NYPD Spied on UB's Muslim Student Association
Department also investigated MSAs at many other schools
The Associated Press exposed the New York Police Department over the weekend for keeping extensive and secret records on Muslim student groups in the northeast, including UB's Muslim Student Association.
The NYPD investigated MSAs at universities all across the northeast because in the past, numerous people arrested or convicted on terrorism charges had been members of Muslim clubs at school, NYPD spokesman Paul Browne told the AP.
A November 2006 NYPD "Weekly MSA Report" marked "SECRET" details that then-UB MSA member Adeela Khan posted a link to a Muslim event in Toronto on the MSA's website, which featured speakers that the NYPD considered to have ties to "extremist Islamic groups."
The AP report also cited NYPD intelligence that detailed NYPD officers meeting with the Erie County Sheriff's Department in Buffalo "to develop assets jointly in the Buffalo area, to act as listening posts within the ethnic Somalian community." The report also says, "There are some Somali professors and students at SUNY Buffalo, and it would be worthwhile to further analyze that population."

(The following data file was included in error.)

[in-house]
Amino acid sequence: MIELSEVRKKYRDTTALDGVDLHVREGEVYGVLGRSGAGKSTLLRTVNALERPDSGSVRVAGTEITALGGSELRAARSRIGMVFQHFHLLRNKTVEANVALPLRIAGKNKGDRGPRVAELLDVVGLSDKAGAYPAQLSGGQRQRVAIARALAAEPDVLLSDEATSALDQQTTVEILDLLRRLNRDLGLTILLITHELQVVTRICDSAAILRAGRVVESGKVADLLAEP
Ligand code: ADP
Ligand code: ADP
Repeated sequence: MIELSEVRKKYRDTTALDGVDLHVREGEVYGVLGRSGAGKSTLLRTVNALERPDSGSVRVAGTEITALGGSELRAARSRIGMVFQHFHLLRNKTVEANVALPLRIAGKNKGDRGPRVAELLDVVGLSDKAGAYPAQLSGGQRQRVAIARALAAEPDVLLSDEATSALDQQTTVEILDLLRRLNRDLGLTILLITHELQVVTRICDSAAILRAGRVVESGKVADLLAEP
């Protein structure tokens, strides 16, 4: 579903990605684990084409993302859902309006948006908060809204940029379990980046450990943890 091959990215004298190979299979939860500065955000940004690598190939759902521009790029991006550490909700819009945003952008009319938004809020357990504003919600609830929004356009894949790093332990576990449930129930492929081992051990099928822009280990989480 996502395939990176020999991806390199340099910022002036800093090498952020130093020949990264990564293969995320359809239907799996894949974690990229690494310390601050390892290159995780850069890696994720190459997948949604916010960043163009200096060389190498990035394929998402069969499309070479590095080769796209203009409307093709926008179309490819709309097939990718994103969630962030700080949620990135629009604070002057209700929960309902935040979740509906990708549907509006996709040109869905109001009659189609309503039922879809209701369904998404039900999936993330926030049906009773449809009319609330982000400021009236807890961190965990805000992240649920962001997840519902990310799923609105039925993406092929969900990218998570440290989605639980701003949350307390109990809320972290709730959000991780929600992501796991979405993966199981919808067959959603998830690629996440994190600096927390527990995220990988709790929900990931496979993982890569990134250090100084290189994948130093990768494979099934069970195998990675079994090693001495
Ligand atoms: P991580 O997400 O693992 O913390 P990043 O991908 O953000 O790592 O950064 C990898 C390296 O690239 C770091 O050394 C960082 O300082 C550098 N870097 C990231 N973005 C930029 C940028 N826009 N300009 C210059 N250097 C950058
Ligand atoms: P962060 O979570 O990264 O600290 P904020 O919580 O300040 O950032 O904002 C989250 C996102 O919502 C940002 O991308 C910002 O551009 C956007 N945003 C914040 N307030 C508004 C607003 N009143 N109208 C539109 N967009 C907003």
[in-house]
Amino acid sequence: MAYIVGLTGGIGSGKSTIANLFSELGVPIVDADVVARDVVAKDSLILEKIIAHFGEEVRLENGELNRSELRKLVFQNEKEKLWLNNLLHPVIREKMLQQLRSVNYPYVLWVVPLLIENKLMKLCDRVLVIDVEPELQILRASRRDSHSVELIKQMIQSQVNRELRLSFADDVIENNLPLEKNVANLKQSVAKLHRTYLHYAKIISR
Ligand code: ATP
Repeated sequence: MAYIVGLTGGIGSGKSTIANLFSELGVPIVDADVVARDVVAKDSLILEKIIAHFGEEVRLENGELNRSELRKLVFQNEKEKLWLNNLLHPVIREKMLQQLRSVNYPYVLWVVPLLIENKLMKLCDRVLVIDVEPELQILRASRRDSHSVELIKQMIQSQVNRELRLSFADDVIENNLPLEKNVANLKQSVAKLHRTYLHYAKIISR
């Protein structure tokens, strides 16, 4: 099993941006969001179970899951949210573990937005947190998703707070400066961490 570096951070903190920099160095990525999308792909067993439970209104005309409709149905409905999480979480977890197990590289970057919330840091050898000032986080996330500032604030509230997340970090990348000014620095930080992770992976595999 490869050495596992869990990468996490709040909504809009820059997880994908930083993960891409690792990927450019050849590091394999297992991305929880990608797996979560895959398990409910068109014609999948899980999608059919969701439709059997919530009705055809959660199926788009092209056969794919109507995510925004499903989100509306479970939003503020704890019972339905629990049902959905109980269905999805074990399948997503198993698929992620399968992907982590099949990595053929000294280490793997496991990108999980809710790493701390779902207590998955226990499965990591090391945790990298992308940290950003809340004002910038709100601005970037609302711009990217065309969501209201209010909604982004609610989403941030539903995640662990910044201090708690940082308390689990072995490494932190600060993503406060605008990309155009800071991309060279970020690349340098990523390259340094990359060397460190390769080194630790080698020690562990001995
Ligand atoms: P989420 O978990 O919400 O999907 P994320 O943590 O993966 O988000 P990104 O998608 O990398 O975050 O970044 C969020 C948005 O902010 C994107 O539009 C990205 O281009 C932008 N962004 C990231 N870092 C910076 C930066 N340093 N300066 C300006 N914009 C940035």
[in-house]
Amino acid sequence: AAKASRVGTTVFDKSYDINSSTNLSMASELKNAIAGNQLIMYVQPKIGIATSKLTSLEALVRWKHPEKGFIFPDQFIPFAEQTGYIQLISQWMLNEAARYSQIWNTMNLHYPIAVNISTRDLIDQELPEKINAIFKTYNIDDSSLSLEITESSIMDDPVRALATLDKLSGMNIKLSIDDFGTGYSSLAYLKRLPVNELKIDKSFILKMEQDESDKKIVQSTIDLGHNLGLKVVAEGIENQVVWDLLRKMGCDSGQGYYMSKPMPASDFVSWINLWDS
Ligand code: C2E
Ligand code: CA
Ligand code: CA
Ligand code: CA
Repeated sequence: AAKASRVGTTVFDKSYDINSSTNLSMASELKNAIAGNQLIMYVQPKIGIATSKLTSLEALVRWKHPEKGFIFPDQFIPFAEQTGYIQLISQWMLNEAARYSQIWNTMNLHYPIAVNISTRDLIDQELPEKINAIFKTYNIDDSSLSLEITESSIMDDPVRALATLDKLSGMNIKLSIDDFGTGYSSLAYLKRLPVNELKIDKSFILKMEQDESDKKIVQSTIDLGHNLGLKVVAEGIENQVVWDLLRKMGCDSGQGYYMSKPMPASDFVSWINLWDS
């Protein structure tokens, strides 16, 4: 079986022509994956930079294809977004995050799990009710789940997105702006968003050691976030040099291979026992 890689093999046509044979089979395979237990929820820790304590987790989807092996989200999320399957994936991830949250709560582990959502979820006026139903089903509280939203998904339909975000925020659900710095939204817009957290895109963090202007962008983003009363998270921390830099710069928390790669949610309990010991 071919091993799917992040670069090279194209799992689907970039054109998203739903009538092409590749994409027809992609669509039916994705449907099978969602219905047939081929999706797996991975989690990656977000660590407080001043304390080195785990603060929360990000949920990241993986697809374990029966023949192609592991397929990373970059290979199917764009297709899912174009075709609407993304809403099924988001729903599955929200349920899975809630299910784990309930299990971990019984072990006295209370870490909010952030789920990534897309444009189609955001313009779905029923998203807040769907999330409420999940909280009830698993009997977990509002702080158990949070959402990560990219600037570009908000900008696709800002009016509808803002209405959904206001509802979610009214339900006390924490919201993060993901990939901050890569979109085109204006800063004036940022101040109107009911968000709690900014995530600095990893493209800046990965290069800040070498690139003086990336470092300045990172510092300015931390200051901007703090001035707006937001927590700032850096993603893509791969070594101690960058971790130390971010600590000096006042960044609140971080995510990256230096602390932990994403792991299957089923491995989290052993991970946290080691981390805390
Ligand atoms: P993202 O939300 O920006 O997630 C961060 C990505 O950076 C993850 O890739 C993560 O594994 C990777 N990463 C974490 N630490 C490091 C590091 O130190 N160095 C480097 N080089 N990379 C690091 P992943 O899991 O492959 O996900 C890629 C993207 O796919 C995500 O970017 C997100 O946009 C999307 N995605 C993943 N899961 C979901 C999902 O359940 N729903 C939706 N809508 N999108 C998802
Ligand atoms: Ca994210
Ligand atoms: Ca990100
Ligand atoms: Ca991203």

The treasurer of the Student Association, who is Muslim and was president of the MSA last year, said the NYPD's actions constitute profiling. He didn't want his name printed in this article because he said that if a Muslim speaks about these issues or his name appears near the word ‘terrorism' in any way, he risks being in NYPD and FBI reports.
"The MSA has a big event today [Sunday], and nobody is showing up because people don't know if the FBI is there or not…I once had a parent [of a student in the MSA] come up to me and said, ‘I will kick your butt if I find my son in MSA,'" the SA treasurer said.
He said that some parents of Muslim students are aware of the government's wariness of MSAs, and they do not want their children to run the risk of appearing in police reports.
He also compared the NYPD's surveillance of UB's MSA to an incident earlier this year in which a Muslim UB student's car was defaced with swastikas in what she considered a hate crime.
"Somebody assumed that she was a Jew-hater because she's Muslim…The NYPD thinks every Muslim is a terrorist," the SA treasurer said.
The university released a statement saying that UB had no knowledge of the NYPD's actions.
"This was the first time that the university learned of this matter," the statement reads. "University at Buffalo officials were not contacted by NYPD, and the university did not provide any information to the NYPD. UB does not conduct this kind of surveillance, and, if asked, UB would not voluntarily cooperate with such a request. As a public university, UB strongly supports the values of freedom of speech and assembly, freedom of religion, and a reasonable expectation of privacy."